The human immunodeficiency virus type 1 (HIV-1) auxiliary gene vif is essential for virus propagation in peripheral blood lymphocytes, macrophages, and in some T-cell lines. Previously, it was demonstrated that Vif inhibits the autoprocessing of truncated HIV-1 Gag-Pol polyproteins expressed in bacterial cells, and that purified recombinant Vif and Vif-derived peptides inhibit and bind HIV-1 protease (PR). Here we show that Vif interacts with the N-terminal region of HIV-1 PR, and demonstrate that peptide derived from the N-terminal region of PR abrogates Vif function in non-permissive cells. Specifically, we show that (i) Vif protein binds HIV-1 PR, but not covalently linked tethered PR-PR; (ii) the four amino acids residing at the N terminus of HIV-1 PR are essential for Vif/PR interaction; (iii) synthetic peptide derived from the N terminus of HIV-1 PR inhibits Vif/PR binding; and (iv) this peptide inhibits the propagation of HIV-1 in restrictive cells. Based on these data, we suggest that Vif interacts with the dimerization sites of the viral protease, and that peptide residing at the N terminus of PR abrogates Vif function(s).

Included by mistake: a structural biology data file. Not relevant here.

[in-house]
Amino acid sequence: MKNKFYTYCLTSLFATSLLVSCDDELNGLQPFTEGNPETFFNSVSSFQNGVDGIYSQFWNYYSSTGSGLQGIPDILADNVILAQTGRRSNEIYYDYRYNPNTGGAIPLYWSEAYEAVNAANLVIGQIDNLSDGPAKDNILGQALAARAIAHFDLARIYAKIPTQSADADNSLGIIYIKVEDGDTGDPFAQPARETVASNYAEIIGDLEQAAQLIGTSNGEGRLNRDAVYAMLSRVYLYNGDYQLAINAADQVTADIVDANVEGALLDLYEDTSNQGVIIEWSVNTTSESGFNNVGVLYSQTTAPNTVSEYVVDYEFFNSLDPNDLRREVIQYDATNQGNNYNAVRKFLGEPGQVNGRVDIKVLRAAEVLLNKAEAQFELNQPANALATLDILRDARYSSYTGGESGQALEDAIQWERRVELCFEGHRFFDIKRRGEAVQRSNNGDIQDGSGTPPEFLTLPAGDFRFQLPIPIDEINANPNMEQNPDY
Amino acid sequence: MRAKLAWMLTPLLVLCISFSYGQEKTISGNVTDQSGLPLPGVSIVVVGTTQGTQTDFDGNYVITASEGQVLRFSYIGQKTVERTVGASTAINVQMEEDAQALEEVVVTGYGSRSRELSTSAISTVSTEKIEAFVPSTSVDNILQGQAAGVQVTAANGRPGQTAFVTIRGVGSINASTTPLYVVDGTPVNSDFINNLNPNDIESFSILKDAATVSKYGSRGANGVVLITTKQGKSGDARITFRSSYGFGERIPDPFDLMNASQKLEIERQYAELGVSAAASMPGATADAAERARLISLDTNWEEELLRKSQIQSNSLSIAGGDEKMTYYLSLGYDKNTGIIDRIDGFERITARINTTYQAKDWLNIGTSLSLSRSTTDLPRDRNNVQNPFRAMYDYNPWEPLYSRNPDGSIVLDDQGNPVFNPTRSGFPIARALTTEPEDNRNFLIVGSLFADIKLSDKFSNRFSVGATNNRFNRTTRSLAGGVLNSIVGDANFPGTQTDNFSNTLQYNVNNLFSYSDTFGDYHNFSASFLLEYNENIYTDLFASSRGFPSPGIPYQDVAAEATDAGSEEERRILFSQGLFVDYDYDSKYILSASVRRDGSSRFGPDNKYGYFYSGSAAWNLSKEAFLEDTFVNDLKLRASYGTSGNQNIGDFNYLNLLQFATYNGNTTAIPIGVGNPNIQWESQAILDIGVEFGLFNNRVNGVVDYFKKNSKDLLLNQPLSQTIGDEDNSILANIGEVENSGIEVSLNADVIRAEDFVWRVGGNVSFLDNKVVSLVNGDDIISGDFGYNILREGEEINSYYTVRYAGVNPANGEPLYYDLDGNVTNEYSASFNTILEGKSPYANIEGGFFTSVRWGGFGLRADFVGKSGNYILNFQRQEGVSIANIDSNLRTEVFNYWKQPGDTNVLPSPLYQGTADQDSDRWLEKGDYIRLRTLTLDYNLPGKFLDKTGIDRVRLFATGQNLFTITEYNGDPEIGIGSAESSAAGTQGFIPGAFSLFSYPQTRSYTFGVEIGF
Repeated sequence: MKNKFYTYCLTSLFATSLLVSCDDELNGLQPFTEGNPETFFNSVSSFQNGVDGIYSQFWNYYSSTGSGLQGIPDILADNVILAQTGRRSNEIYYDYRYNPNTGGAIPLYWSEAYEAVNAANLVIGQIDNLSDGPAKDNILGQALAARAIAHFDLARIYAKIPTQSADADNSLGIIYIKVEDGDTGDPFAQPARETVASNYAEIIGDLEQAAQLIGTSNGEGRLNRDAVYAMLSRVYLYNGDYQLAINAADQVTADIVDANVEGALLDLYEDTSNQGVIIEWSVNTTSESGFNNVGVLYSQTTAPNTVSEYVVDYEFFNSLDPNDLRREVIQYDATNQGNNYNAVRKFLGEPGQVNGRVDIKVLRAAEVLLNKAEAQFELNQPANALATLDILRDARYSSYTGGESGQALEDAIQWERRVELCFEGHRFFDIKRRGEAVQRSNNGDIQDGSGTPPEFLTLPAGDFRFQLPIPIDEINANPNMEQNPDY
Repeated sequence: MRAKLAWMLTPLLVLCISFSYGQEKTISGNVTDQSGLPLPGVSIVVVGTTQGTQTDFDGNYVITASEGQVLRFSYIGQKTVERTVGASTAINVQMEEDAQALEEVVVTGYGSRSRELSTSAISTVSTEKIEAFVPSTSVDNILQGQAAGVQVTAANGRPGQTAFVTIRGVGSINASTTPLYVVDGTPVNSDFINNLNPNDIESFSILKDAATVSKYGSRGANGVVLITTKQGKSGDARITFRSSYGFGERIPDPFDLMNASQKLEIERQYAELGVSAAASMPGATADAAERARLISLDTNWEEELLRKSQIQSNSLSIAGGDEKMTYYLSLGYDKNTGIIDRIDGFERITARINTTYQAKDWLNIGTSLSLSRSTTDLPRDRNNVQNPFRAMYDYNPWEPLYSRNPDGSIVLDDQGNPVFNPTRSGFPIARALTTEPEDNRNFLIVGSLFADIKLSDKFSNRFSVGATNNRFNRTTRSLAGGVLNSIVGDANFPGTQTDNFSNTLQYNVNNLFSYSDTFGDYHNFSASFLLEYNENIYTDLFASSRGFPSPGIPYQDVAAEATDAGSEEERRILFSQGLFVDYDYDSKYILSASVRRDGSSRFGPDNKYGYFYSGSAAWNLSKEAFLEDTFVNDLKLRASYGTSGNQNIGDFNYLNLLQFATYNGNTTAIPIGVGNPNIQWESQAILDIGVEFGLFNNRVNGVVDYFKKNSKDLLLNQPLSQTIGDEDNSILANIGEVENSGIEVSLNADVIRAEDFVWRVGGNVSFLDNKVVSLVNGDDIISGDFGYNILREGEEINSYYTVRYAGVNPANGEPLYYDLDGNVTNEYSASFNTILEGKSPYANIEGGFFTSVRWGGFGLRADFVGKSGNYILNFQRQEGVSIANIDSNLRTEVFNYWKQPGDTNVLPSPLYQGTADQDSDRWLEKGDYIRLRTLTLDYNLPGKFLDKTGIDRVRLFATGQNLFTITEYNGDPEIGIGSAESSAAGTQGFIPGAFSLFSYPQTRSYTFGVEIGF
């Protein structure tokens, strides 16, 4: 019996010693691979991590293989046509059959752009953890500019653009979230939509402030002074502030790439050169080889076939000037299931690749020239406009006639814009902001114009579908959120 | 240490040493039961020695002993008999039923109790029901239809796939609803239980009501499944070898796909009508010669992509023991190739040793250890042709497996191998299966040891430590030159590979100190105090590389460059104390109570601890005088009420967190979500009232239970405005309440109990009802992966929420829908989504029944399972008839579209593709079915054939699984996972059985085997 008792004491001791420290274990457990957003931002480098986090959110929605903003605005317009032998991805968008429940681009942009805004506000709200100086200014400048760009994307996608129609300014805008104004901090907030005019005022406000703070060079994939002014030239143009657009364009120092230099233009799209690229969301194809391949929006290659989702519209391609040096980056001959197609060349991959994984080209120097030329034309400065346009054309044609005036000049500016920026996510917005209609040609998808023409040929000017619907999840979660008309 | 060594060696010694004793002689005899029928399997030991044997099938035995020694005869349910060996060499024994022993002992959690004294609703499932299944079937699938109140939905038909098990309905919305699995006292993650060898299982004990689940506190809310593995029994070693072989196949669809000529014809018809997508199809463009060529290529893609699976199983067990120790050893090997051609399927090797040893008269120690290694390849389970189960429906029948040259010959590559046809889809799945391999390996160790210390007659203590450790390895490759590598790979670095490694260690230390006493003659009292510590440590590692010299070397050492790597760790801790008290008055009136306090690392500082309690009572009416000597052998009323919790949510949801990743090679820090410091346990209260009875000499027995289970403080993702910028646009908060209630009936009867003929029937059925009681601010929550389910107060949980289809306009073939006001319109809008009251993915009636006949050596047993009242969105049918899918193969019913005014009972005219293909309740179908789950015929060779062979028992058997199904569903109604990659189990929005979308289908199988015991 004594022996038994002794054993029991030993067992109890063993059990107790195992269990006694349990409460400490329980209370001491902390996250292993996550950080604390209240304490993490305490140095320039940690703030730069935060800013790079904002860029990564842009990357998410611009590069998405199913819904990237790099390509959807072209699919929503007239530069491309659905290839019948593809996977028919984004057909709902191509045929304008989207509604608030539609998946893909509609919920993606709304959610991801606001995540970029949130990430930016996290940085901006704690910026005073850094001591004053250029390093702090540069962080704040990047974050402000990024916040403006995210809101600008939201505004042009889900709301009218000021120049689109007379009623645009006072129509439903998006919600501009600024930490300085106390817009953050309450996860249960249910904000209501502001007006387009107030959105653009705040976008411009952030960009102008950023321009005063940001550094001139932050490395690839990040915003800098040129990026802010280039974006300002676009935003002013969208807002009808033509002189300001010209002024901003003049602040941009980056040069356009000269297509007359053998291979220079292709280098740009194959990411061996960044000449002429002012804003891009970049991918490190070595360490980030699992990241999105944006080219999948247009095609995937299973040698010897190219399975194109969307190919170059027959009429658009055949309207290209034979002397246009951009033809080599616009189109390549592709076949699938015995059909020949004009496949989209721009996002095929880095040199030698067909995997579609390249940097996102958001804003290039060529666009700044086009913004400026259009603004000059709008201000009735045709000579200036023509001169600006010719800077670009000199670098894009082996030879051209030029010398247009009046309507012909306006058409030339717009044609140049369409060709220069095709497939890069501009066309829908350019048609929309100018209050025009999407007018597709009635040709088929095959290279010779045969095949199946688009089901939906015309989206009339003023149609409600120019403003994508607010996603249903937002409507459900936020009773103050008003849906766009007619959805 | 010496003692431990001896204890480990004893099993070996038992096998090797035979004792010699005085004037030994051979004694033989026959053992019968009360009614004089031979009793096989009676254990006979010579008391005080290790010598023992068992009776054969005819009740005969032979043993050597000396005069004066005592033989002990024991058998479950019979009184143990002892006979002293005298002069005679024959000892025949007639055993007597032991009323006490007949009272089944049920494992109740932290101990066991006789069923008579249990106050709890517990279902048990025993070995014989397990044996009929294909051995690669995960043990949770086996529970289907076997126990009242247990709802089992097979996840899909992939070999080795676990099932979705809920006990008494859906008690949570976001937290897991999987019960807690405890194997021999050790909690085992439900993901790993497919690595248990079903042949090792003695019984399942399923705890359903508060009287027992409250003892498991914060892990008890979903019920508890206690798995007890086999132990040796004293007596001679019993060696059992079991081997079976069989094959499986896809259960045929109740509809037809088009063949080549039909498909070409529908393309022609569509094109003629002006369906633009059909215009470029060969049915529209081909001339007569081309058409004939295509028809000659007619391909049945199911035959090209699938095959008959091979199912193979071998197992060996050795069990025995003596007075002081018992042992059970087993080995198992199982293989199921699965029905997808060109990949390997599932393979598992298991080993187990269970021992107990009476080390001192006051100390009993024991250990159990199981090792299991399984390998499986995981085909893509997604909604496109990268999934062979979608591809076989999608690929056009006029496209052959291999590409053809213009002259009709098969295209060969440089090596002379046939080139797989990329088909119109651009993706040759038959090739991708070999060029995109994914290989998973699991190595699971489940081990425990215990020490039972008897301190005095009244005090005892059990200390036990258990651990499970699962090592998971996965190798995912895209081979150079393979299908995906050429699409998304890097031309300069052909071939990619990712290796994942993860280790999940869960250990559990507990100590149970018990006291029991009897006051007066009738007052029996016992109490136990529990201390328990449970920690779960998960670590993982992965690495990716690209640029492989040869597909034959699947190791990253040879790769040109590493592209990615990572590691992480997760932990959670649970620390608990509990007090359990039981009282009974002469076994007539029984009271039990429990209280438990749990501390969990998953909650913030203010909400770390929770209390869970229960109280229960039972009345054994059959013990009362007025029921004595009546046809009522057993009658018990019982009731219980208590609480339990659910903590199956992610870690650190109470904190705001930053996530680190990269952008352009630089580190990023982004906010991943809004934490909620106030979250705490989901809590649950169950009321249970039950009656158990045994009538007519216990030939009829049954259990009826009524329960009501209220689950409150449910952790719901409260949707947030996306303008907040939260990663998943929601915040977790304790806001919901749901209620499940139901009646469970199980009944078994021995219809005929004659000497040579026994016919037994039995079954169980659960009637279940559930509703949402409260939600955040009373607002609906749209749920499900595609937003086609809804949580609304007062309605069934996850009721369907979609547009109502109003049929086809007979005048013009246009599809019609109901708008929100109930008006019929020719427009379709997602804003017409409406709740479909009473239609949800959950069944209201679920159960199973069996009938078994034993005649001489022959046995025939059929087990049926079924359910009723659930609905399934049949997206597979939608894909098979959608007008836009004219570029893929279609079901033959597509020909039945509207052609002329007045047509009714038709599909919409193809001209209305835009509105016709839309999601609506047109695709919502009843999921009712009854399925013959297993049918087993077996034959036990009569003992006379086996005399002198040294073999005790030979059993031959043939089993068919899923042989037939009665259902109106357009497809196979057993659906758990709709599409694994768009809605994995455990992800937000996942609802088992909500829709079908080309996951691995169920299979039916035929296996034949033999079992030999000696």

Bibliographical noteFunding Information:
This work was carried out in the Peter A. Krueger Laboratory with the generous support of Nancy and Lawrence Glick, and Pat and Marvin Weiss. We thank Dr. D. Gabuzda for providing the Vif-expressing vector and polyclonal (anti-) Vif serum and Dr. K. Strebel for providing pcDNA-APO3G. Anti-CA was obtained through the AIDS Research and Reference Reagent Program, Division of AIDS, NIAID, NIH. This work was supported in part by The Israel Science Foundation, and the Israel Ministry of Health. We thank Mrs. S. Amir for editing this manuscript.
- HIV-1 protease
- Synthetic peptides